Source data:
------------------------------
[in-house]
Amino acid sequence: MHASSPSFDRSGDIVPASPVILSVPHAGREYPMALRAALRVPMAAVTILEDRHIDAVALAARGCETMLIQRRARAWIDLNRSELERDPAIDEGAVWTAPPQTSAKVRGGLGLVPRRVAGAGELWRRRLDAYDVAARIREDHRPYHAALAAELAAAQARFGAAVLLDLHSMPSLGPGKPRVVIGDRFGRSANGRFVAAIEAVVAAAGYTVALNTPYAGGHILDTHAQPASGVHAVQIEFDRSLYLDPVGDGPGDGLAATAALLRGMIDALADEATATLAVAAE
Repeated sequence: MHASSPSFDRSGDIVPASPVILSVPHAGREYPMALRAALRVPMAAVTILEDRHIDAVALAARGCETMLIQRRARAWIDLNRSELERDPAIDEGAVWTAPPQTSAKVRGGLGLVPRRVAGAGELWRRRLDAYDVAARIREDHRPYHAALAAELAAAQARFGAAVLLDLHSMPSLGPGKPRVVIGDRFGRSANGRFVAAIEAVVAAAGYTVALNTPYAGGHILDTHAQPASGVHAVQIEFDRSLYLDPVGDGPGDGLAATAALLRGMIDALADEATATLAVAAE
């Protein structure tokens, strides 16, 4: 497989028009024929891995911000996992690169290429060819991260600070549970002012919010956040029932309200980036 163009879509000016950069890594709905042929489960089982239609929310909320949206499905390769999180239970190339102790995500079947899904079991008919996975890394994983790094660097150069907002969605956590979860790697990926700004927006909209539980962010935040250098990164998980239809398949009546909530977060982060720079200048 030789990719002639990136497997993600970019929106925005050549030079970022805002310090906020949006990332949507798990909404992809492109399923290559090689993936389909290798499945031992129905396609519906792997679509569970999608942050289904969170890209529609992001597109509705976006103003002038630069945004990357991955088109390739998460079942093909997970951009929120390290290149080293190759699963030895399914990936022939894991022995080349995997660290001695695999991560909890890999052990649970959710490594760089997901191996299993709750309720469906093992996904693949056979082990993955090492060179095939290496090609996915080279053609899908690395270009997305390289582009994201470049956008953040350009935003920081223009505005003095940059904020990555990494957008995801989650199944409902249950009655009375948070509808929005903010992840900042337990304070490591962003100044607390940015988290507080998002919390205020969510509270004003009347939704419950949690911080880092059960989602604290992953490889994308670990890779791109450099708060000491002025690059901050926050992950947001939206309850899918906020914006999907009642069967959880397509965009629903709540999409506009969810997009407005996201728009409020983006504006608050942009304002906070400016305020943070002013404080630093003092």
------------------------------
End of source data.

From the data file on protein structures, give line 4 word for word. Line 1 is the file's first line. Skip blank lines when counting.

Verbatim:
């Protein structure tokens, strides 16, 4: 497989028009024929891995911000996992690169290429060819991260600070549970002012919010956040029932309200980036 163009879509000016950069890594709905042929489960089982239609929310909320949206499905390769999180239970190339102790995500079947899904079991008919996975890394994983790094660097150069907002969605956590979860790697990926700004927006909209539980962010935040250098990164998980239809398949009546909530977060982060720079200048 030789990719002639990136497997993600970019929106925005050549030079970022805002310090906020949006990332949507798990909404992809492109399923290559090689993936389909290798499945031992129905396609519906792997679509569970999608942050289904969170890209529609992001597109509705976006103003002038630069945004990357991955088109390739998460079942093909997970951009929120390290290149080293190759699963030895399914990936022939894991022995080349995997660290001695695999991560909890890999052990649970959710490594760089997901191996299993709750309720469906093992996904693949056979082990993955090492060179095939290496090609996915080279053609899908690395270009997305390289582009994201470049956008953040350009935003920081223009505005003095940059904020990555990494957008995801989650199944409902249950009655009375948070509808929005903010992840900042337990304070490591962003100044607390940015988290507080998002919390205020969510509270004003009347939704419950949690911080880092059960989602604290992953490889994308670990890779791109450099708060000491002025690059901050926050992950947001939206309850899918906020914006999907009642069967959880397509965009629903709540999409506009969810997009407005996201728009409020983006504006608050942009304002906070400016305020943070002013404080630093003092």